Sexually transmitted disease rates reach 10 year high in El Paso

Thu, 02/21/2019 - 10:30am

Sexually transmitted disease rates in El Paso spiked to record highs in recent years, according to public health department data.

The El Paso Department of Public Health reported a 10-year high of 7,681 new cases of sexually transmitted diseases (STDs) in 2017 – an 11 percent increase from 2016 and a 62 percent increase from 2007.

STD Rates Reported By Year Using Data From El Paso Department of Public Health

“Nationwide it’s on the rise. STDs, the whole nine yards, the gonorrhea, the syphilis, the chlamydia, this is not unique for El Paso,” said Faduma Shegow, clinic services manager for the STD clinic of El Paso. “It’s happening nationwide.”

Sexually transmitted diseases covered in the report include curable diseases such as chlamydia, gonorrhea, and syphilis, and chronic diseases such as HIV, hepatitis C, and AIDS. Herpes and HPV data was not available through the El Paso Department of Public Health.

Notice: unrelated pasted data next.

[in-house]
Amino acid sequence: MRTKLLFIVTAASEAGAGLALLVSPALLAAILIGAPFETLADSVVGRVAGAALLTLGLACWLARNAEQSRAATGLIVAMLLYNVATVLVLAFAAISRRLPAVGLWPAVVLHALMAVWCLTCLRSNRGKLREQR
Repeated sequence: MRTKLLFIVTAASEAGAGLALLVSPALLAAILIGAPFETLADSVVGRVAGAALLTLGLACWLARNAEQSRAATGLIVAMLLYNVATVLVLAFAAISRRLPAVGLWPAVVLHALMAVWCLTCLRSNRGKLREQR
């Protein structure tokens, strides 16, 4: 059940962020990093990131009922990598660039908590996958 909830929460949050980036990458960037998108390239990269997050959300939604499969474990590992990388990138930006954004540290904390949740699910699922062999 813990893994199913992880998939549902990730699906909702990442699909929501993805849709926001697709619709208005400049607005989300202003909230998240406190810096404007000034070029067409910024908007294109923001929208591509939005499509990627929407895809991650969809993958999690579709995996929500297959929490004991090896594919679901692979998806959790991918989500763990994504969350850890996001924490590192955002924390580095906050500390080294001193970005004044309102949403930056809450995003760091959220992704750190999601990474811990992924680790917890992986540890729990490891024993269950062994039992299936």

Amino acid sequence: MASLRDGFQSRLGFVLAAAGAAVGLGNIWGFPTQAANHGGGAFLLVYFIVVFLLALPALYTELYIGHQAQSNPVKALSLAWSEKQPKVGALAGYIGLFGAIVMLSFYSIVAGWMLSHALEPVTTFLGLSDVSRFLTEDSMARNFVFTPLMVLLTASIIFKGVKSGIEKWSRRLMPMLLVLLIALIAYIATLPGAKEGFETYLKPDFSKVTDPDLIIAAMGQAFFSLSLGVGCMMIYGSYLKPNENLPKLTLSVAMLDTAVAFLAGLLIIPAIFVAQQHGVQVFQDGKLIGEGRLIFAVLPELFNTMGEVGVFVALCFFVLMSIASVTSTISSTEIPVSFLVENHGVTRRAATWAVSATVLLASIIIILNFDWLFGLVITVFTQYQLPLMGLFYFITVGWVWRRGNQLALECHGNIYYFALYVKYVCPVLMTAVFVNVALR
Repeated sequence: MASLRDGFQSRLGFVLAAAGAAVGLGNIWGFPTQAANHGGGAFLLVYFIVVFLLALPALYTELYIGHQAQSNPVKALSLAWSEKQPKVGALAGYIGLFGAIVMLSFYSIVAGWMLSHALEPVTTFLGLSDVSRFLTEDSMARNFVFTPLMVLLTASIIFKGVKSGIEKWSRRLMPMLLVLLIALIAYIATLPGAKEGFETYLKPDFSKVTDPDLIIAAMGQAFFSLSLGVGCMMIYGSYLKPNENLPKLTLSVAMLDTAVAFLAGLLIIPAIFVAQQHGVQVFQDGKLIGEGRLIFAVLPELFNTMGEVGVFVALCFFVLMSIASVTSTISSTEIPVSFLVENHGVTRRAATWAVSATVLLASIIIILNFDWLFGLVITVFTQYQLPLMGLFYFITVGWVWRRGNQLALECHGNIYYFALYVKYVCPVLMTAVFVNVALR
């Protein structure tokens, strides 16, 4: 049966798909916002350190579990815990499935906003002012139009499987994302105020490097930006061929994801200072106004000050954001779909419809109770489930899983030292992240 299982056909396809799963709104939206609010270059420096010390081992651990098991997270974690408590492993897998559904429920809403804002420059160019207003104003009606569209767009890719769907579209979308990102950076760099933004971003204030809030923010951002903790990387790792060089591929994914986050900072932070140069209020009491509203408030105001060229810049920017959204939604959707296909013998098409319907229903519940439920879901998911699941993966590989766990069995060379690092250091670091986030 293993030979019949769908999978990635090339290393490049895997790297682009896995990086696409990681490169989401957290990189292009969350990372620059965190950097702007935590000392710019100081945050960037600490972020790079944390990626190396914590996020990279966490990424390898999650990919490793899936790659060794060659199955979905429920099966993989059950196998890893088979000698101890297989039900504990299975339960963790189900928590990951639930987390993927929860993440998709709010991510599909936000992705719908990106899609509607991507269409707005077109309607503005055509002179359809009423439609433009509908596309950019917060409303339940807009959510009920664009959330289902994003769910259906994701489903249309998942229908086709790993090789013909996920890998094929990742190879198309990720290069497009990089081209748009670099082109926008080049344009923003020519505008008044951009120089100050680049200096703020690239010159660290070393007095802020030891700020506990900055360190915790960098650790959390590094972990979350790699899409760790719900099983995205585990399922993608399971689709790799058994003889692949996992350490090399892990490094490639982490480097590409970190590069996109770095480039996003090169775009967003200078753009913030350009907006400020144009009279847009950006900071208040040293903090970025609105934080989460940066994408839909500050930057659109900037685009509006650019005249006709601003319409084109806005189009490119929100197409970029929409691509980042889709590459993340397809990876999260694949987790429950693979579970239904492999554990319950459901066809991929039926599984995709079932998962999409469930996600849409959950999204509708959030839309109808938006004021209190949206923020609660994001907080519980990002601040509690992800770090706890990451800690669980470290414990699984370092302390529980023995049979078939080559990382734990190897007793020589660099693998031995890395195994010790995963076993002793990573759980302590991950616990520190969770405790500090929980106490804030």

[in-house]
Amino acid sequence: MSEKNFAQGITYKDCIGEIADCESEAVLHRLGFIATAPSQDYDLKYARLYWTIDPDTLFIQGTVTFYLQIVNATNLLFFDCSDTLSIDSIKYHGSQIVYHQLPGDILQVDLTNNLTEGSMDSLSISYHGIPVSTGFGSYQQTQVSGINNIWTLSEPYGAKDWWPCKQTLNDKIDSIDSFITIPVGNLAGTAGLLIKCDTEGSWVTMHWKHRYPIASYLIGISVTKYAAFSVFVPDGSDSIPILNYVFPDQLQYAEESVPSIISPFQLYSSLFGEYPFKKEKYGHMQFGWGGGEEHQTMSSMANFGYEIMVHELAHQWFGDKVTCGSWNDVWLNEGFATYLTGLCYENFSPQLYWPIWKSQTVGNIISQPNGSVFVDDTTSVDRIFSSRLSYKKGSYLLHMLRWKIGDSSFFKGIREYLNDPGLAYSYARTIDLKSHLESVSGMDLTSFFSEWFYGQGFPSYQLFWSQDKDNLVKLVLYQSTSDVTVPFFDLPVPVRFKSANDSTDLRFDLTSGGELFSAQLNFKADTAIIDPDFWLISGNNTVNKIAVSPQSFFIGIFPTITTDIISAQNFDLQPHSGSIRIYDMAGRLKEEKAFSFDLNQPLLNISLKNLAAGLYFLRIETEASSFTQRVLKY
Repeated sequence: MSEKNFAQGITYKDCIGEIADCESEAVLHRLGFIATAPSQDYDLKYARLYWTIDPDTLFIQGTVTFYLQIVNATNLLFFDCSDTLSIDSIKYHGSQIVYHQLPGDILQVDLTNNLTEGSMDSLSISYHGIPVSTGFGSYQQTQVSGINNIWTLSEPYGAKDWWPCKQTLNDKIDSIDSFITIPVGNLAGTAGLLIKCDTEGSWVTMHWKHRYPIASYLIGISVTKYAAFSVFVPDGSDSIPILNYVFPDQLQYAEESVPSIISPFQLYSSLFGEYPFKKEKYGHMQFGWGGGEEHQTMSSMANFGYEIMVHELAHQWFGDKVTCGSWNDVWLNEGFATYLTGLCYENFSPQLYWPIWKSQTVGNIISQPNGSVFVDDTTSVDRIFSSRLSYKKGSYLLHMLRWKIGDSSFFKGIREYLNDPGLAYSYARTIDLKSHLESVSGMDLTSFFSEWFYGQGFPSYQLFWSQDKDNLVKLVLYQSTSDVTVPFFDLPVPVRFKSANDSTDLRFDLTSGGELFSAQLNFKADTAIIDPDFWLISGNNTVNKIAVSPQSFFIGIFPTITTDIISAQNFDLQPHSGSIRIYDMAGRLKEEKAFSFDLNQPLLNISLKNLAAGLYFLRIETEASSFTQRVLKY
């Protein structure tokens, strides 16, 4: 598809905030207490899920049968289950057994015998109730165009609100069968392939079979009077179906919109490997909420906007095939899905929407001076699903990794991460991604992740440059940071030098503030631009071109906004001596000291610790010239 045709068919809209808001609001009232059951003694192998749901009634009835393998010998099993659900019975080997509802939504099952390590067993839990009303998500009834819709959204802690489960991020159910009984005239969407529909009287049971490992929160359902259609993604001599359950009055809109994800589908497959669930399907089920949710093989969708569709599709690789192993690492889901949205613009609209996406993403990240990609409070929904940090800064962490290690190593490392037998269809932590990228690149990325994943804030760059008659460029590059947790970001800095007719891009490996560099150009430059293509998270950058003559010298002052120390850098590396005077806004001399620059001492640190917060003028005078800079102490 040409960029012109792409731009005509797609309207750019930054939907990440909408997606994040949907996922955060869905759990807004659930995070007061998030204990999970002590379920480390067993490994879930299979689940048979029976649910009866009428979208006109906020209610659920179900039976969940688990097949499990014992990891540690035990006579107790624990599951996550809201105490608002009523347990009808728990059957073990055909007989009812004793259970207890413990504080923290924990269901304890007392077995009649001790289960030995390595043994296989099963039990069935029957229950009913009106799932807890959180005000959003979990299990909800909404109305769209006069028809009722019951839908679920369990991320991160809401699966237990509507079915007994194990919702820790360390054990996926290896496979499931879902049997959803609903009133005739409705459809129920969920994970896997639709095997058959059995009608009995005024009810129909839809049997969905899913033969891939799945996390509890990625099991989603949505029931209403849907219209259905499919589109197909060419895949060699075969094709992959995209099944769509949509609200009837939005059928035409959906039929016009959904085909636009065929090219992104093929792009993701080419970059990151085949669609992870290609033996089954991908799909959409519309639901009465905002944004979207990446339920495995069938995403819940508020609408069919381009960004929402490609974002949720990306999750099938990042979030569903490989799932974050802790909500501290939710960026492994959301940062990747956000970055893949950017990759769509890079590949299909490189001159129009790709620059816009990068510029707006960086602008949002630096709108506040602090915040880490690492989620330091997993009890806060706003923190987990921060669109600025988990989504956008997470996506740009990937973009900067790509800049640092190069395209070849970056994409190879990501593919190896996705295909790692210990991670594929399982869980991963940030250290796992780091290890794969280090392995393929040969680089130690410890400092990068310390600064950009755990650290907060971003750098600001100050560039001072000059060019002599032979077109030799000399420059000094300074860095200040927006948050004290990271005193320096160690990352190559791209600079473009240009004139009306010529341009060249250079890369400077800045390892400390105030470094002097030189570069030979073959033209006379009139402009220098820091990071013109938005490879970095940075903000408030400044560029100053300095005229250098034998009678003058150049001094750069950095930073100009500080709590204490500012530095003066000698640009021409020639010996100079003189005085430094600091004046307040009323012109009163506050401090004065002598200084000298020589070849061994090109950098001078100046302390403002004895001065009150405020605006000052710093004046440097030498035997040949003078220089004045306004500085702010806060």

Health officials and local advocacy groups are trying to combat the rising numbers through outreach and education, said Elias Gonzalez, the HIV prevention and education specialist for the City of El Paso’s HIV Prevention Program.

The city maintains an HIV prevention program and an STD preventative medicine program to provide education on everything from the biology of STDs, to how they are contracted, treated, and how to live with a positive diagnosis.

Through education, the city is hoping to help residents become more engaged in protecting their health and the community’s health.

“I think many see it as a stigma to come to the STD clinic, they think ‘no, it’s a bad place and only very promiscuous people go’ and that’s not true,” said Tabatha Olague, nursing program manager for the STD clinic of El Paso. ” People come in monogamous relationships, they come yearly just to get checked,”